By Valeria Olivares, Texas Tribune
The University of Texas System Board of Regents approved an annual salary of $795,000 on Monday for the flagship’s interim President Jay Hartzell.
The board approved Hartzell’s salary during an online executive session. Hartzell, dean of UT-Austin’s business school, was named interim president in April after former President Greg Fenves announced his departure. The school has yet to announce steps to identify a permanent replacement for Fenves.
UT-Austin also released finalized fall plans Monday detailing students’ return to campus, with the stipulation that many guidelines would be subject to reassessment as the state’s COVID-19 response evolves. While the school is planning an in-person return, several courses will be either online only or a hybrid model with both online and in-person class sessions. These courses will all have the same tuition rates, according to the school’s website.
Meanwhile, all students and faculty will have to wear masks in common areas, with violators subject to disciplinary processes. This mirrors several other mask enforcement policies already detailed across other large institutions in Texas.
After five years serving as president, Fenves will step down Tuesday, prompting even more disruption for students, faculty and staff as they face a change in leadership during the pandemic. In August, Fenves will start his new job as president of Emory University in Atlanta.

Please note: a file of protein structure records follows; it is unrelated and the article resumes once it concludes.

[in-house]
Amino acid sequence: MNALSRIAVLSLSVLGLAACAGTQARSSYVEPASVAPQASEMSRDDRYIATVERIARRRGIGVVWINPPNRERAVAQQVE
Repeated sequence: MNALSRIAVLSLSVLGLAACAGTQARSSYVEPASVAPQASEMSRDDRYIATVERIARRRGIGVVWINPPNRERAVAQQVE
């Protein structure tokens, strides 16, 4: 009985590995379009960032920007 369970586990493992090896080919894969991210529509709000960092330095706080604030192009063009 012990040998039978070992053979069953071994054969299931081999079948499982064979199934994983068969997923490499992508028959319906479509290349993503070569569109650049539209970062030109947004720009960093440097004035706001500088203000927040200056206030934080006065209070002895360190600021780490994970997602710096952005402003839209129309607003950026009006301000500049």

In 2018, Fenves earned $762,220 as UT-Austin’s president. He also turned down a salary offer of $1 million when he was hired in 2015.
“I’m very proud of President Hartzell at UT-Austin and all of our presidents for listening closely to their students, alumni, staff and supporters,” Chairman Kevin Eltife said. “I’m proud of them for trying to work together with their community members to decide on the next steps in making our UT institutions even greater than they are.”
Board members said they believe they have an obligation to students to plan for an in-person return for the fall semester, citing student surveys that have shown many students said they will choose to pause their education if universities go completely online.
“Institutions were faced with a choice, and not a choice as simplistic as health versus fiscal viability, as some have suggested,” UT System Chancellor J.B. Milliken said. “In numerous discussions on the question of fall opening, the presidents and I have been remarkably unified.”